Five styles you are likely to encounter as a yoga newbie

By Ea Francisco | Photos by Matthew Henry

If you’re new to yoga, you’d probably be surprised to find out that there are a lot of different types. You might want to experiment at random, but it’s important to find a style that fits you. Going at it without considering what you’re doing can lead to an unsuccessful and discouraging experience. Here are the five most popular types of yoga to begin with.

Hatha

For beginners, this type is best because it teaches the more basic and easier poses. It’s slow and gentle that’s all about holding your pose for short breaths. It’s primarily for relaxation, meditation, and stress relief. Hatha is actually a general term that refers to any physical posture, so technically all forms of yoga fall under this.

Vinyasa

This style is more dynamic, and it links the breath with movement to create flowing postures. Unlike Hatha, you don’t hold your poses for too long, but you smoothly transition from one pose to the next. Vinyasa classes are all varying, and sequences are rarely ever the same per session. It can improve strength and flexibility as well as raise your heart rate. If you’re into HIIT or intense exercises, Vinyasa is ideal because of its fast pace and continuous movement. It’s a good alternative workout for runners and endurance athletes.

Ashtanga

Popularized by Pattabhi Jois, Ashtanga is a more modern yoga that is also called “power yoga.” Similar to Vinyasa, it’s all about movement, but this style makes you perform a set of six poses in the same order. This style is intense and physically demanding because it requires practice to perfect the poses before you can advance. If you’re looking for a core building and body toning yoga, this style is best. Also, it’s a style that attracts competitive and driven individuals since you can advance to a more difficult set of poses in time.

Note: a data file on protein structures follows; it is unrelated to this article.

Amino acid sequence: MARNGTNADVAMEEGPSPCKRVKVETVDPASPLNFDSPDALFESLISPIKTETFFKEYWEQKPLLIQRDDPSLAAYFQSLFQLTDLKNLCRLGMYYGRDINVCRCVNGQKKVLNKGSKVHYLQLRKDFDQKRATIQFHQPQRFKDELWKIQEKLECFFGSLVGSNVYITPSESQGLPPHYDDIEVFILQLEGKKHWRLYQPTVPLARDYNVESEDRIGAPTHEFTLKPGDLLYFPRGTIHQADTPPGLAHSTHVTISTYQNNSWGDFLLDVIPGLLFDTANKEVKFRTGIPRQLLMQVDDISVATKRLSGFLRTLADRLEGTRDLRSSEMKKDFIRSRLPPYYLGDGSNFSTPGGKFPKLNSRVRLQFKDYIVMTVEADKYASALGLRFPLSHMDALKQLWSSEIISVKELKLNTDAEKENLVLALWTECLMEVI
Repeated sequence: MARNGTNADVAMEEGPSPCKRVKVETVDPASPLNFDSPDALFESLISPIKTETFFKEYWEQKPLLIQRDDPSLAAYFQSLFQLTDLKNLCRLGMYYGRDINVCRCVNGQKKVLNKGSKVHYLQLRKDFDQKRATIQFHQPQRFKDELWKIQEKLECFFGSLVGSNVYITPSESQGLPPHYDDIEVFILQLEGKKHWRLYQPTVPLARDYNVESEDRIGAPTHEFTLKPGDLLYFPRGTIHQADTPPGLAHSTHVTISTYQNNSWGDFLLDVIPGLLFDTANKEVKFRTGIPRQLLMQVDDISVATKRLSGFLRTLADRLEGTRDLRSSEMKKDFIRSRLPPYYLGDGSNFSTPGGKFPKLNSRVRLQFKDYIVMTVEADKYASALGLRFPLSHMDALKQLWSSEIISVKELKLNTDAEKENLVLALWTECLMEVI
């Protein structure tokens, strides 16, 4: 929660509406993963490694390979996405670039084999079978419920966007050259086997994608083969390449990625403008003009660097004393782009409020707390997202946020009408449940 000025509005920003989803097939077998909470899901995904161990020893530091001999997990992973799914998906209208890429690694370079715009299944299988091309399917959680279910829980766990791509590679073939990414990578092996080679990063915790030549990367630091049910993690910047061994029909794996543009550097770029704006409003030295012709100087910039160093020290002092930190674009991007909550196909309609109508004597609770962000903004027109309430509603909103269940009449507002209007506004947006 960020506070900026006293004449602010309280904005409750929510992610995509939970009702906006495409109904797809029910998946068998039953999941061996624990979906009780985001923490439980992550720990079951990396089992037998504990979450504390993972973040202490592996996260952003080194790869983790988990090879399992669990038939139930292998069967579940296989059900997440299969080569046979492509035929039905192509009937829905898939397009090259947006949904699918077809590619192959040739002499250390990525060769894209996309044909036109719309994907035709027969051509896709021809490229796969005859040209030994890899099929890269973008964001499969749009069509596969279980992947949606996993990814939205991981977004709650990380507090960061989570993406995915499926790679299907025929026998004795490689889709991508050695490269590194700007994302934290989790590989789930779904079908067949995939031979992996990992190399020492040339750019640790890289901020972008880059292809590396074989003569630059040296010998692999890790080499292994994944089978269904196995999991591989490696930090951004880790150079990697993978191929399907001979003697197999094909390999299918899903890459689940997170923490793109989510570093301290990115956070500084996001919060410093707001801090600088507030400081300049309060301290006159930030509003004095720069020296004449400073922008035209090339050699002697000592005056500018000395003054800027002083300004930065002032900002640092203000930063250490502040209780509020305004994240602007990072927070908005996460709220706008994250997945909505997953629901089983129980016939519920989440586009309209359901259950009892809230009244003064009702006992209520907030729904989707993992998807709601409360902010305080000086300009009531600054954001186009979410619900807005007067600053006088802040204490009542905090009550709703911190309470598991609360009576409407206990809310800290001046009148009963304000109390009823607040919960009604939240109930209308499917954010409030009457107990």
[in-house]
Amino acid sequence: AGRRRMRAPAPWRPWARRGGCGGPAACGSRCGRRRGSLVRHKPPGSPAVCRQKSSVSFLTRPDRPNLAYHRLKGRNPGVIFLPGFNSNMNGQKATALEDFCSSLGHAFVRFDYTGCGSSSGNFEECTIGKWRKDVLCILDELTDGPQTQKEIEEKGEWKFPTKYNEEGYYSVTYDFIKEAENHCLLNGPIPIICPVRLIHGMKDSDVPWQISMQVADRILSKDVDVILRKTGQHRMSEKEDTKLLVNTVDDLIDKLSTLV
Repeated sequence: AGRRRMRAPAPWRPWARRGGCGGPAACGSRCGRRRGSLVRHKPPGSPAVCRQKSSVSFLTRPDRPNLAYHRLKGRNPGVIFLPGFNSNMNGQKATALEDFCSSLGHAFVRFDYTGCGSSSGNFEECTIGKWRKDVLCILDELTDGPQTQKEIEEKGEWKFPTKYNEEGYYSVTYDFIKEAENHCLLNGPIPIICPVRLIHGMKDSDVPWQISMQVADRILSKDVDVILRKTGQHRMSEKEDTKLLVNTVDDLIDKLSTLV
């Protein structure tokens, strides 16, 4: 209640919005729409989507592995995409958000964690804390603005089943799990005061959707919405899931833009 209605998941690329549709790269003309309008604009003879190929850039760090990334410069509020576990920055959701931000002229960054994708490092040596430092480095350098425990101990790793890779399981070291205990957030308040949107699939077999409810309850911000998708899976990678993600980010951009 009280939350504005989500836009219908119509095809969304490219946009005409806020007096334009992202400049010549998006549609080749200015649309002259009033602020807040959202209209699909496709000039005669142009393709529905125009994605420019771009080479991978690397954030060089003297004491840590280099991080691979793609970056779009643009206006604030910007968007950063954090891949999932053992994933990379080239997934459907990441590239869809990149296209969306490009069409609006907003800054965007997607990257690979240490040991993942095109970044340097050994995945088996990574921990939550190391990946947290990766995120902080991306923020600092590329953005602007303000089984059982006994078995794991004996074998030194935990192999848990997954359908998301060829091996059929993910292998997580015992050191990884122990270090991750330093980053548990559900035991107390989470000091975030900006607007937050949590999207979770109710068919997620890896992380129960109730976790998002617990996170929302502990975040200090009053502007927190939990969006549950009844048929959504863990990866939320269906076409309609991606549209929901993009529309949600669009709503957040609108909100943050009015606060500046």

Iyengar

This yoga is meticulous about detail and focuses on body alignment. You’ll likely be using a lot of props like blocks, blankets, and straps to assist you. In this style, you won’t be doing a lot of movement, but you’ll be holding poses for a longer period. Its purpose is more on strength, balance, and recovery. For those prone to or are recovering from injury, Iyengar is best because its teachers are trained in biomechanics and anatomy, so they can adjust and accommodate to your physical needs.

Bikram

This type of yoga is where you will sweat a lot. Also called “hot yoga,” Bikram literally puts you in a heated room of 105 degrees Fahrenheit with 40 percent humidity. The sauna-like room is made to flush out toxins in your body. This is one of the most consistent yoga styles that practices a series of 26 copyrighted poses and two breathing exercises in a 90-minute sequence. The founder, Bikram Choudhury, believed that these specific poses challenged the entire body, even the organs, veins, and ligaments. This yoga can be done by amateurs as the heat lets you stretch deeply, but the heat can also make it feel more intense.

It’s important to know your own physical capabilities and to know what you want to get out of yoga. While the general idea is to have mental and spiritual health, taking on a style that doesn’t suit you might not give you the desired effect.